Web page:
Electric vehicle (EV) charging infrastructure company InstaVolt has welcomed reports that the Government is going to make roadside pricing for electric vehicle charging "more consistent and transparent.”
Government Ministers say that the reforms, to be introduced early in 2017, will help to encourage more motorists to buy EVs. InstaVolt agrees that change is needed and says it would welcome the opportunity of sharing its knowledge of the market to help shape the future landscape of electric vehicle charging within the UK. The company is aiming to install more than 3000 rapid charge points across London and the UK by 2020.
“Any new charging infrastructure is borne out of an entrepreneurial approach and an initial grant funded system, therefore it’s logical the Government should now create some standards to drive forward the electrification of our transport system” said InstaVolt CEO Tim Payne. “It’s important too that those standards don’t stifle the Government’s own ambitions of encouraging more people to purchase electric vehicles. We believe that the money paid to charge a vehicle should be clear, fair, and directly proportionate to the actual charge the battery receives. As with traditional forms of energy supply it should also be proportionate to the quality of and reliability of the service the organisation provides.”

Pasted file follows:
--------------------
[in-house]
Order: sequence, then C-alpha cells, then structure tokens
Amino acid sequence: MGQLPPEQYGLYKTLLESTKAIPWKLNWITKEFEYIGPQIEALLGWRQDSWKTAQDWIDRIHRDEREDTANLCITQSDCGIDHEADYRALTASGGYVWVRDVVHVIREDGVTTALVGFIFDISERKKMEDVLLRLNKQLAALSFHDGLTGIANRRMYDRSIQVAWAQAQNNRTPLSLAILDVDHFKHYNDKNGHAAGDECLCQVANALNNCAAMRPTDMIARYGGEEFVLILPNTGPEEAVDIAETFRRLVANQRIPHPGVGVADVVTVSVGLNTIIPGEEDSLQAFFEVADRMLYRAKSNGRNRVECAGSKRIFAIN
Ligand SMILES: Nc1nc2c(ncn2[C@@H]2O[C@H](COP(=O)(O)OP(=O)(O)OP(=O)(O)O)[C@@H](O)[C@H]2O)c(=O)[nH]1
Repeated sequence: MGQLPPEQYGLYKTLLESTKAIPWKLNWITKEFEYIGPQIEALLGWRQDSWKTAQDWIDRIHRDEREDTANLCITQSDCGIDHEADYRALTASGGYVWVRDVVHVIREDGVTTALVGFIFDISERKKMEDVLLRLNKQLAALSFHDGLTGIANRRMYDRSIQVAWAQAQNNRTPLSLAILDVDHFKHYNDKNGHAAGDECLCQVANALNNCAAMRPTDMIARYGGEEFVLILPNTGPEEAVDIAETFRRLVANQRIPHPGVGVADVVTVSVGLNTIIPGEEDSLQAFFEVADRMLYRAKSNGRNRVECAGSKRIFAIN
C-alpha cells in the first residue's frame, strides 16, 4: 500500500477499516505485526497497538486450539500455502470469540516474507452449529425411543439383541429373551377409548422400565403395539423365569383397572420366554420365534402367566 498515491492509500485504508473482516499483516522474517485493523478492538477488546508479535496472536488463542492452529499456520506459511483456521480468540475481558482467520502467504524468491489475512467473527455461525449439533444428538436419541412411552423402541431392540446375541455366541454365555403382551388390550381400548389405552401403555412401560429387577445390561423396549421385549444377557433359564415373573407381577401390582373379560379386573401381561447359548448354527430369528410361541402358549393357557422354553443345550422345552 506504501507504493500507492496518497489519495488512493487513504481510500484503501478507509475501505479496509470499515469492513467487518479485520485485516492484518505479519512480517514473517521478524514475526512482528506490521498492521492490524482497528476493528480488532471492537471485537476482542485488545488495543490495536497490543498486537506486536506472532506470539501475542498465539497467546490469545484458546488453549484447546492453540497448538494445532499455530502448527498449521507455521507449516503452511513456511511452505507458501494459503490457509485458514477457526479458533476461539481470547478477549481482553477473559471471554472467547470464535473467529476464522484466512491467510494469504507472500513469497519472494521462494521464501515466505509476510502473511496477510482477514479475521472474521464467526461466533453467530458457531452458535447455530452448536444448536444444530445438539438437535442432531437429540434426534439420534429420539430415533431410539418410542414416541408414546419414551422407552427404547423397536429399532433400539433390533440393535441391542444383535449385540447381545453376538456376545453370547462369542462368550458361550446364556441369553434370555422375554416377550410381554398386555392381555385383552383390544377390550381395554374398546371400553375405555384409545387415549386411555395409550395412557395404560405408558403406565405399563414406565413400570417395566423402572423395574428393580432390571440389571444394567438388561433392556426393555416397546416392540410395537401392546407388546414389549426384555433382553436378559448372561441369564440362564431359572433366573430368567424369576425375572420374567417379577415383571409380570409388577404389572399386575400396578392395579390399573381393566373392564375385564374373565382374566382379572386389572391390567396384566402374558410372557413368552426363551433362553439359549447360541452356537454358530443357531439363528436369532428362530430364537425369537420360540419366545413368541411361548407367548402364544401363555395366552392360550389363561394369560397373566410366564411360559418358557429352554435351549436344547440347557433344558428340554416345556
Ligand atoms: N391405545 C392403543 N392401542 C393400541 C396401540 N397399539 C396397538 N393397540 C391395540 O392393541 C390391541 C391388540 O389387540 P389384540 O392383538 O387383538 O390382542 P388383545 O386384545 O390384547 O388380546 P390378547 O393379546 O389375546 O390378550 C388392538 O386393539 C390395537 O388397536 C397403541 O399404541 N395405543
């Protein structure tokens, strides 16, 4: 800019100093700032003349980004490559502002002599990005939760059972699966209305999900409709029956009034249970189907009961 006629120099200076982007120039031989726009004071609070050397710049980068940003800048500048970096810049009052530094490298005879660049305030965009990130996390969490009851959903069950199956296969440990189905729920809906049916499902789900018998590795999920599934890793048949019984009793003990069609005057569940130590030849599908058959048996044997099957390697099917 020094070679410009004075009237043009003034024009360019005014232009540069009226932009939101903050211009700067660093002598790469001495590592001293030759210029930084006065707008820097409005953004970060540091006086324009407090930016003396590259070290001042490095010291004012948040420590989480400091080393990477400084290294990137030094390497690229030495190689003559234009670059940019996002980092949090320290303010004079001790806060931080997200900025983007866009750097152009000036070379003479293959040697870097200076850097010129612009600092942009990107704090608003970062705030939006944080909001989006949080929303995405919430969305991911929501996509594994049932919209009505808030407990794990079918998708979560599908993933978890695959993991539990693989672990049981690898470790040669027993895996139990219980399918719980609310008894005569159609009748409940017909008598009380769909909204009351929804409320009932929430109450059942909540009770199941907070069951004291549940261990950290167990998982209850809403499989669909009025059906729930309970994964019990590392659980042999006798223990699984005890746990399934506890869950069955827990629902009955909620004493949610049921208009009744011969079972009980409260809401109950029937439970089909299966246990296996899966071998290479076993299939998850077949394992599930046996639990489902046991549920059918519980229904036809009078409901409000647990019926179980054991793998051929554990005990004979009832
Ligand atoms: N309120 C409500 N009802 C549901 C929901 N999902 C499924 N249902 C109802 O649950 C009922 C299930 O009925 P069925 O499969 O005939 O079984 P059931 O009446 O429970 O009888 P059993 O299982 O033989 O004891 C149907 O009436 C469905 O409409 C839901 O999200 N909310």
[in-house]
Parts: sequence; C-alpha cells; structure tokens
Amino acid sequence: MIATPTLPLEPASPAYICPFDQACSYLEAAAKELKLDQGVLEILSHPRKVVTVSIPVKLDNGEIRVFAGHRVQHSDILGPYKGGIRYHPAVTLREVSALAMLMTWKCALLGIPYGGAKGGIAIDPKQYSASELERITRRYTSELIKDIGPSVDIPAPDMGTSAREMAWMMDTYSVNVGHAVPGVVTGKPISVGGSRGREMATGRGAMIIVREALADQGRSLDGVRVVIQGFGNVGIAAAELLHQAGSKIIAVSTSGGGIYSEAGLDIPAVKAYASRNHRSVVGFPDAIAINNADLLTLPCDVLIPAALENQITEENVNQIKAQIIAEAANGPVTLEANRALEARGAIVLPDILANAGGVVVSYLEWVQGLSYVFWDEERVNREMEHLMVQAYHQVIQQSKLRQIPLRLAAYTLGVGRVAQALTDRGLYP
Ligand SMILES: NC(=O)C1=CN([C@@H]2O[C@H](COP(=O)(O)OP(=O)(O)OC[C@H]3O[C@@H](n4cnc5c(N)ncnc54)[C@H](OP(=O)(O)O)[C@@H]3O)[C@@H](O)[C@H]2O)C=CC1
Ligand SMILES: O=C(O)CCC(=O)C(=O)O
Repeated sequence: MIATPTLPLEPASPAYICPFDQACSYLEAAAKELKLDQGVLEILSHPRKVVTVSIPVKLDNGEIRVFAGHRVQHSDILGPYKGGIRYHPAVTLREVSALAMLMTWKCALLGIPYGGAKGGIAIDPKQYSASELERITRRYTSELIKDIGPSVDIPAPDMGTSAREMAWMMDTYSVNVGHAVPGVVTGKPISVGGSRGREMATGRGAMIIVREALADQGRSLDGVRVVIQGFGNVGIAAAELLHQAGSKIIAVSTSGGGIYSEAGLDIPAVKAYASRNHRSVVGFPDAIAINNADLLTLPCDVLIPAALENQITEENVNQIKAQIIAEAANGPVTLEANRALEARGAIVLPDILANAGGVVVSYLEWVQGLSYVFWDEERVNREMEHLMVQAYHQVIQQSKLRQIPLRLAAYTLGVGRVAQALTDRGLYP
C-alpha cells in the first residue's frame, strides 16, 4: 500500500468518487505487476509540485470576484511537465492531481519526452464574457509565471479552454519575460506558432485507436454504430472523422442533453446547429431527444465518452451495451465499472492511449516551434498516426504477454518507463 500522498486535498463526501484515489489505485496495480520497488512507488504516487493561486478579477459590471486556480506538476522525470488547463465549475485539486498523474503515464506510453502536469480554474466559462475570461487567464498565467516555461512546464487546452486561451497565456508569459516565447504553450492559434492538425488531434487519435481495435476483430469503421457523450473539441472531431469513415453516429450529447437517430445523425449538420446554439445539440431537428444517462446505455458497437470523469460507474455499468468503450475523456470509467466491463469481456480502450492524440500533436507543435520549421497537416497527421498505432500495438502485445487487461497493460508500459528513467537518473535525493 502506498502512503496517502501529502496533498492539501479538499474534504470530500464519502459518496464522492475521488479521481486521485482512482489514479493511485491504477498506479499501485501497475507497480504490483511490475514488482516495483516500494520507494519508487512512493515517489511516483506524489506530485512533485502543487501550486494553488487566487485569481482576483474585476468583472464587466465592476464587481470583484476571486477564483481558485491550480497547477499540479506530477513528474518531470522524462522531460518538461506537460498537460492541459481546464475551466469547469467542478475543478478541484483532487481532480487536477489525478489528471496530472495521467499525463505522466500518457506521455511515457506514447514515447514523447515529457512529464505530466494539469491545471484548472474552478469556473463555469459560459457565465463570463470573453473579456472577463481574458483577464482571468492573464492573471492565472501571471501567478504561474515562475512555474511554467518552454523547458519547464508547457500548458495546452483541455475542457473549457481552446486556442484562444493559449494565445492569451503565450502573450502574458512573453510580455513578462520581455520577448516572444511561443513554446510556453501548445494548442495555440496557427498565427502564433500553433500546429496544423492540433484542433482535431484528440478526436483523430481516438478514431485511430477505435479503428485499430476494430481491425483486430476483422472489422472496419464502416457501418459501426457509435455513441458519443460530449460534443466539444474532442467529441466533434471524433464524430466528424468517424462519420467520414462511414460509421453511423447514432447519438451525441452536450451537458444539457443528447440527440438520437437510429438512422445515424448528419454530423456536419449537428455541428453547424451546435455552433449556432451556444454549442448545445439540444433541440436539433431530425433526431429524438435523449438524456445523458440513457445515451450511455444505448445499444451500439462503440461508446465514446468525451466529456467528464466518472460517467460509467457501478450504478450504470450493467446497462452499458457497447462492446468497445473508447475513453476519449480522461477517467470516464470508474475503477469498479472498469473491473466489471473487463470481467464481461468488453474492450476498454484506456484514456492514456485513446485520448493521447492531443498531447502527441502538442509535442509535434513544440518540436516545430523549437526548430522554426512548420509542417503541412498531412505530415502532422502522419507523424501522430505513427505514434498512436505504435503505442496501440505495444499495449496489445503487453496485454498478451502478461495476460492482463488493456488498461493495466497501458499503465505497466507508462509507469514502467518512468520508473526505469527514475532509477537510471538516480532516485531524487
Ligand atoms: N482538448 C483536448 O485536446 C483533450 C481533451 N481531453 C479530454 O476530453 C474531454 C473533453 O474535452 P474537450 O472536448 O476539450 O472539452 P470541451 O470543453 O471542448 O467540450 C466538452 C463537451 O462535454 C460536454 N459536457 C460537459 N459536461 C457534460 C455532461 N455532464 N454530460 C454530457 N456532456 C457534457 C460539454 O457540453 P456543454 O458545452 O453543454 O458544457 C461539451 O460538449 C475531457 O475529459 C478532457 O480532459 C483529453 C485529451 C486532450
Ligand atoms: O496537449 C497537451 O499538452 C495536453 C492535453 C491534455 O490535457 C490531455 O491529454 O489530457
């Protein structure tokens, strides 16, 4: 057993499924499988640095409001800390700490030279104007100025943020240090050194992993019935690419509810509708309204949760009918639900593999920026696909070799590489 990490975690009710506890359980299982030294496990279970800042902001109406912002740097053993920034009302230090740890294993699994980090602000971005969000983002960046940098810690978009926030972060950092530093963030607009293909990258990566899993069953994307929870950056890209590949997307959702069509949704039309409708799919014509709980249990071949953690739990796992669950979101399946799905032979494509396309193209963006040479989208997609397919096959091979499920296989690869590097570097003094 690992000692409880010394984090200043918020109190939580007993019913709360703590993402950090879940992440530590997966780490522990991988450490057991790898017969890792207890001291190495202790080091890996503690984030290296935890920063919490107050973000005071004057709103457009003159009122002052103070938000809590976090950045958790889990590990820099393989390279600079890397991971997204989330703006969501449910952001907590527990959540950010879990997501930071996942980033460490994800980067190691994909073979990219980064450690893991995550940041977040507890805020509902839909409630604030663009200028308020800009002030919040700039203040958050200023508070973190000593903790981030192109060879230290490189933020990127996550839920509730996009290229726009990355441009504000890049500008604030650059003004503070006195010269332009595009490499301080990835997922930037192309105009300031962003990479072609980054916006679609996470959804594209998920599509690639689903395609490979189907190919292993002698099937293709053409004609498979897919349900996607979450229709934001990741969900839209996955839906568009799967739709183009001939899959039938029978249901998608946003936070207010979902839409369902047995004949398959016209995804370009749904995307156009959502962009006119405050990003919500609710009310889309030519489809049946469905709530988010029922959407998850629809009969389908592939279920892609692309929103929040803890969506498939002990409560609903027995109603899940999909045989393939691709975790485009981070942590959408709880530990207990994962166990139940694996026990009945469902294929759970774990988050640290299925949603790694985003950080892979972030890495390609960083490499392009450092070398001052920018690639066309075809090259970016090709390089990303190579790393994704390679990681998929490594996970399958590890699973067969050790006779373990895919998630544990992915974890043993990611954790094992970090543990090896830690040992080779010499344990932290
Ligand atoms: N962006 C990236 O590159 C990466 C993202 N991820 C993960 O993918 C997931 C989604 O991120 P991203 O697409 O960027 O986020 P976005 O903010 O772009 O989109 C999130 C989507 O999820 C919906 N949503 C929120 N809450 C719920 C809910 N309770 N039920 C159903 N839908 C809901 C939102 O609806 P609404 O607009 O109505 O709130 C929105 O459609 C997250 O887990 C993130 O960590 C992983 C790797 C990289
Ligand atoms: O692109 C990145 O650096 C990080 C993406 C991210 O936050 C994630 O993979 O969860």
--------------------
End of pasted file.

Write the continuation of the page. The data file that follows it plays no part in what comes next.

Mr Payne added that one of the biggest barriers to people buying electric vehicles is the fear of not being able to charge up. There is a real lack of access to rapid charging points that are simple to use and available on a pay-as-you-go basis. InstaVolt, headquartered in Basingstoke, was established to challenge the status quo with a unique, no-subscription, no-membership fee approach. The company’s ‘open charger’ model allows anyone to use its charging points on a pay-as-you-go basis. The 50kW rapid charging units can provide an 80 percent charge in just 30 minutes with no subscription or membership needed.